Book Review: Endangered by Eliot Schrefer

In Book Reviews, Children's Books, Endangered Species, Fiction by Mindy Mejia

I stumbled on Elliot Schrefer’s young adult novel Endangered while searching my library’s catalog for fiction about endangered species. Other than two genre novels, this was the only hit and it felt, well, a little too obvious. I probably should have noticed this title when it was released in 2012, or at the very least when it earned recognition from the ALA, NPR, or became a National Book Award finalist, so it was with some chagrin that I checked it out and sat down to read. And read. And read. This book is a serious page turner. A veteran of …

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Opportunity for writers: The Siskiyou Prize for New Environmental Literature

In Animal Rights, Climate Change, Endangered Species, Fiction, For Writers, Nonfiction, Oceans, Veganism, Writing Opportunities by Midge Raymond

Ashland Creek Press has just announced its new book award, The Siskiyou Prize for New Environmental Literature. The 2014 prize will be judged by New York Times bestselling author Karen Joy Fowler, whose most recent book is We Are All Completely Beside Ourselves. (Check out Shel Graves’ review of the book here.) The contest is open to unpublished, full-length prose manuscripts, including novels, memoirs, short story collections, and essay collections. The winner will receive a cash award of $1,000 and publication by Ashland Creek Press. The submission deadline is September 30, 2014. For complete writers’ guidelines, click here. “New environmental literature” refers to literary works that …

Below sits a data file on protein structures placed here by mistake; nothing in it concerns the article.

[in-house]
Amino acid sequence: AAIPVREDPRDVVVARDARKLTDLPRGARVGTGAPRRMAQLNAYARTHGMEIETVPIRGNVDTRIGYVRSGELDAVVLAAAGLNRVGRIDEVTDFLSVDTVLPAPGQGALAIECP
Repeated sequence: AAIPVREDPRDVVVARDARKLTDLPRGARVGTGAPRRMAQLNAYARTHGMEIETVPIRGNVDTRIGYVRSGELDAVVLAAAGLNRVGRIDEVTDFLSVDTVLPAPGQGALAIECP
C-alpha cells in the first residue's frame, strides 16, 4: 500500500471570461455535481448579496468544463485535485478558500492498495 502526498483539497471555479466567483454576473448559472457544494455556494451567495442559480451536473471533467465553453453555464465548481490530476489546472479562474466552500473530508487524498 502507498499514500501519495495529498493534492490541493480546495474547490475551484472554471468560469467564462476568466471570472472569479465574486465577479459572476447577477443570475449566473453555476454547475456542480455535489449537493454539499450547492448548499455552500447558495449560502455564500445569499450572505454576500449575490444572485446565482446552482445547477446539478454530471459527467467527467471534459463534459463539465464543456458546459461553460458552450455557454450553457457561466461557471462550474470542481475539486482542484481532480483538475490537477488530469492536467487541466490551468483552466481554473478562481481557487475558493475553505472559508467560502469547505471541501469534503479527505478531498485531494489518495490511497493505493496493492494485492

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Book Review: Moby-Dick; or The Whale by Herman Melville

In Animal Rights, Birds, Book Reviews, Endangered Species, Fiction, Oceans by John Yunker

It is difficult to separate Moby-Dick, the book, from Moby-Dick, the whale. Both are epic in scale, and both have been met with wildly different perceptions and interpretations. You only need to browse Amazon reviews to get a taste. I’ve now read this book twice, and I can’t say that the second time around was any easier than the first, though the second time was a different experience. The first time I read the book, I was awed by the construction, the different styles of writing, and the numerous, mind-numbing asides that Ishmael takes with the reader. On my second time …

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Happy New Year from EcoLit Books

In Animal Rights, Climate Change, Endangered Species, Events, Fiction, Oceans by Midge Raymond